A new therapy may offer relief for people with debilitating anxiety and stress-related disorders.
The treatment makes use of a concept called safety signals, a symbol or a sound that is never associated with negative memories. With practice, calling the safety signal to mind can reduce anxiety symptoms and provide relief, reported researchers from Yale University and Weill Cornell Medicine.
“A safety signal could be a musical piece, a person, or even an item like a stuffed animal that represents the absence of threat,” said Paola Odriozola, from Yale, who co-authored human and animals studies of the concept.
In the human studies, participants were conditioned to associate different shapes with either a threatening outcome or a non-threatening outcome. Afterwards, when exposed to the threatening shape, introducing the non-threatening shape successfully suppressed their fear, the researchers reported.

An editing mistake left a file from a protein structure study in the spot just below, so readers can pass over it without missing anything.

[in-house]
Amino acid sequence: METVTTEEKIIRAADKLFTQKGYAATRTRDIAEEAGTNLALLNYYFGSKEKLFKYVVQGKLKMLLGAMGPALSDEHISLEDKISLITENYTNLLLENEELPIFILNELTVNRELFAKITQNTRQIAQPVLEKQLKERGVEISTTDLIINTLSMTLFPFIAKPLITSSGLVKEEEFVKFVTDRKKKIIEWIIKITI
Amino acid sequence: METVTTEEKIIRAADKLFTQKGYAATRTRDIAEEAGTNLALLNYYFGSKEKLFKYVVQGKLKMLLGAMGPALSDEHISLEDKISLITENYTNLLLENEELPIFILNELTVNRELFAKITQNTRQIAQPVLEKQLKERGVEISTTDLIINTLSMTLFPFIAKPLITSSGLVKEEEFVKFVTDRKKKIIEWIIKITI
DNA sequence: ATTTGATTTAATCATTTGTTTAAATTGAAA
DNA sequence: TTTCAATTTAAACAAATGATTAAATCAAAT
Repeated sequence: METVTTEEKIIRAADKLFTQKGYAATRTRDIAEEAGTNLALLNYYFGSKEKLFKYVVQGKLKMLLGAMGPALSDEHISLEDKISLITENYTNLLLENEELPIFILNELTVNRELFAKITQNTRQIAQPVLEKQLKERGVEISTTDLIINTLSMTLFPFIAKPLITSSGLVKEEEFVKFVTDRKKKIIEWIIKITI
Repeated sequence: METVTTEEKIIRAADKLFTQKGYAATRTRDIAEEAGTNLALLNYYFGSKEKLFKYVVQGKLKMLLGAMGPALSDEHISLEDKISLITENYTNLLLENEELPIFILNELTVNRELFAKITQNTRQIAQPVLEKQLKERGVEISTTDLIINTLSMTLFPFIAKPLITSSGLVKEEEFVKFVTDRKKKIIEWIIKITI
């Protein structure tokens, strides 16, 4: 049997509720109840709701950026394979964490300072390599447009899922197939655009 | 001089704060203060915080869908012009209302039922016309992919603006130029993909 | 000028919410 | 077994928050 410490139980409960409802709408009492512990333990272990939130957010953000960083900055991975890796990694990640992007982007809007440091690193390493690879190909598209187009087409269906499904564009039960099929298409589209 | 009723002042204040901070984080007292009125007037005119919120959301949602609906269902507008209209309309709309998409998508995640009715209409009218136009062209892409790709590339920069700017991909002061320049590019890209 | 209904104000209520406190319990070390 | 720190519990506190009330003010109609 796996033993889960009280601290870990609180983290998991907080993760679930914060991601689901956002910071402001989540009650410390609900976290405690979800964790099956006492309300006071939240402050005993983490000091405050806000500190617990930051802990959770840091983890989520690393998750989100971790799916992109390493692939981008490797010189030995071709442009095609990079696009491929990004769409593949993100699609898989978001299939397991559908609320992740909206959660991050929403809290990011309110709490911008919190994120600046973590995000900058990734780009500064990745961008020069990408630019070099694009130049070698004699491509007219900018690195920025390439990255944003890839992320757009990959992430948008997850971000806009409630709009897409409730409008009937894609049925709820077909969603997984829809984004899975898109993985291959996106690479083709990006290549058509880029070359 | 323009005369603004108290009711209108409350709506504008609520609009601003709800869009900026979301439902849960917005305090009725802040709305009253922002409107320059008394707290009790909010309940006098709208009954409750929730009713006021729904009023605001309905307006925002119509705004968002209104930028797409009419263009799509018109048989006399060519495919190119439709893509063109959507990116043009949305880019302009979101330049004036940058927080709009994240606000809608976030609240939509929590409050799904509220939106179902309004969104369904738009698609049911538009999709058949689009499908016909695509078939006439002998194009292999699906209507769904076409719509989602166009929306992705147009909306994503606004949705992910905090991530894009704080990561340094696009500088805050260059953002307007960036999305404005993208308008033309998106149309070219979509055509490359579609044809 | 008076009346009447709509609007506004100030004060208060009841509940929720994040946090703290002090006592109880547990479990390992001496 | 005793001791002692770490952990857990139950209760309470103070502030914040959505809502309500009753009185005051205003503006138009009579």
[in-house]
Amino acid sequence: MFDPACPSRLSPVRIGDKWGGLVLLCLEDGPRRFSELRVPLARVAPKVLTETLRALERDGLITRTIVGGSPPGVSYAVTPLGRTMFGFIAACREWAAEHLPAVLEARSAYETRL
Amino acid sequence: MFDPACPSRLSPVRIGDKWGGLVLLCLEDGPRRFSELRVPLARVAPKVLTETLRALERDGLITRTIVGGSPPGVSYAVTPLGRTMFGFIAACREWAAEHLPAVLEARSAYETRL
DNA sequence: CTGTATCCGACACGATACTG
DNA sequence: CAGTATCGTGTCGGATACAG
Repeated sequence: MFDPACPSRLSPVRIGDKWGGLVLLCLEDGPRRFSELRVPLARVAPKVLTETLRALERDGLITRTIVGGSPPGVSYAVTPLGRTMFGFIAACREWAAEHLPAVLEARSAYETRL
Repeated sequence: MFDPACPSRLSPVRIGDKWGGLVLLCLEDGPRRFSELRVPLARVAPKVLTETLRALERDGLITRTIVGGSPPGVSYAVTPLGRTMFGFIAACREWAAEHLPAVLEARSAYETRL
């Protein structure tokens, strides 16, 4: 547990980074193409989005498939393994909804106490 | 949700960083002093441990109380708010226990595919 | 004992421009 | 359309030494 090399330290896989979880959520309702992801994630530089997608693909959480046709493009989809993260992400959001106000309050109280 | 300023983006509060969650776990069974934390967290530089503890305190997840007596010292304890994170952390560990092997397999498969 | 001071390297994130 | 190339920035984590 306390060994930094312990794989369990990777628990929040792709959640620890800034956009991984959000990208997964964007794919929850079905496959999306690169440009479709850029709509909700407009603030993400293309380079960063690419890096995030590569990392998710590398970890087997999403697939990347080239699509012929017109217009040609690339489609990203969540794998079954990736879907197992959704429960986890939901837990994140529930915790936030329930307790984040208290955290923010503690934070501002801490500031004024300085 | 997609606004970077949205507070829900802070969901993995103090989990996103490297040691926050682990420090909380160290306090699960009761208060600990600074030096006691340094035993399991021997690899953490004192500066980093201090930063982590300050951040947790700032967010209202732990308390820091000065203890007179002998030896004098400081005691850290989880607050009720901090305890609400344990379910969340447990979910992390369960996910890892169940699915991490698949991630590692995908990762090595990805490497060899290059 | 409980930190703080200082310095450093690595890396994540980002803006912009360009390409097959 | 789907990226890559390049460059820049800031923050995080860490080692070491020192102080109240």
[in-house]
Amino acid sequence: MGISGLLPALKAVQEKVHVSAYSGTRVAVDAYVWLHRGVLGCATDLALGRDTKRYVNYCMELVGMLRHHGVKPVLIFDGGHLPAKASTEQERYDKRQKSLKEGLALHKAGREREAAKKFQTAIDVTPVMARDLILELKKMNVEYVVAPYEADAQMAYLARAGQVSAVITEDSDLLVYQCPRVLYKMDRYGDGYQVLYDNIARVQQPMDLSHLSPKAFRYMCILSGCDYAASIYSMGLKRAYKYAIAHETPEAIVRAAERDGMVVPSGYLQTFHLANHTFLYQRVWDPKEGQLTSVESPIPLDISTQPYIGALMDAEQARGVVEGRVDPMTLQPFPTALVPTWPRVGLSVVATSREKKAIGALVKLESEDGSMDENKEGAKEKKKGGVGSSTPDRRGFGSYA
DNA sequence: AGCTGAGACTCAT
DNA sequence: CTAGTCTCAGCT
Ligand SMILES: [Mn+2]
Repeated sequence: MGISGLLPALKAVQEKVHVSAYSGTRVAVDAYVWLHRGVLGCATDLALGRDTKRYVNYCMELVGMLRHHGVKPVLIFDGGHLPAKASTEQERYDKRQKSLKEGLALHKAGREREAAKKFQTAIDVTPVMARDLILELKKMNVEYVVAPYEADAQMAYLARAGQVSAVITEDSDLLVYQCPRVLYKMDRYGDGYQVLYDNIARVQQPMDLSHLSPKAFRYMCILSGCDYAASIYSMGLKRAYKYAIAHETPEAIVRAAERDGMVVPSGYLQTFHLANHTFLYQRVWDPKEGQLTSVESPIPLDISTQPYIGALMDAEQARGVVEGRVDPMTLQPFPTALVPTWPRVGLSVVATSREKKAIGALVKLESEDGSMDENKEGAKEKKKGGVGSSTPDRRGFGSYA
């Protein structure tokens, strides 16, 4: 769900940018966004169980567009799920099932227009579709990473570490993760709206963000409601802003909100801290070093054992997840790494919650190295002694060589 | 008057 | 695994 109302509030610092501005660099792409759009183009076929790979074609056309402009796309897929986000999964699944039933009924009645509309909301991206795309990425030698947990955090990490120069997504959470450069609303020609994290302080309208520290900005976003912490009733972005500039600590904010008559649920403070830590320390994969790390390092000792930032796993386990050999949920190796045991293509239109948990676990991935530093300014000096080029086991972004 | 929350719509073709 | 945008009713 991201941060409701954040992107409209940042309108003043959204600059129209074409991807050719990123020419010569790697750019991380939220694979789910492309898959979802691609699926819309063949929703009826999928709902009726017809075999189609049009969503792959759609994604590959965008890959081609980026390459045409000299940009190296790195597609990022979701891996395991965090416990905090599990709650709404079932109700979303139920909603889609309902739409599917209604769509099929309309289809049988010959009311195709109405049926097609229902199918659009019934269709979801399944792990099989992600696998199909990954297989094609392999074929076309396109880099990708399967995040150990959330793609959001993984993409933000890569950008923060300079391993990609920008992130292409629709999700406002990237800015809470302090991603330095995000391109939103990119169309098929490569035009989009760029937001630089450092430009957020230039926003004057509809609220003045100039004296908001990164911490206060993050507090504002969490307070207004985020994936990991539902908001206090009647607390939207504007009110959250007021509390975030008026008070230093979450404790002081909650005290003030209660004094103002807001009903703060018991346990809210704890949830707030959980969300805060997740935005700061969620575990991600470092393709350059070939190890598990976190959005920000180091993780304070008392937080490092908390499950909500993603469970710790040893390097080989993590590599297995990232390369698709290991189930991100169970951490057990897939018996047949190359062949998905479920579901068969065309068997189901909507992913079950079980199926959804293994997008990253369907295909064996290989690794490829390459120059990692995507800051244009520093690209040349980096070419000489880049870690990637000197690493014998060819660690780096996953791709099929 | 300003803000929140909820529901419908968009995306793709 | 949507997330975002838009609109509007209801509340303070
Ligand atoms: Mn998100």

Subsequent brain imaging showed that the safety signals activated a different neural network than exposure therapy, a long-established treatment for anxiety conditions. In exposure therapy, anxiety sufferers repeatedly face the source of their fear, gradually reducing their response over time. The new findings suggest that safety signaling may work in tandem with current therapies, said Odriozola.
As many as one in three people have disabling fears of life events or situations that pose no real danger, the researchers report.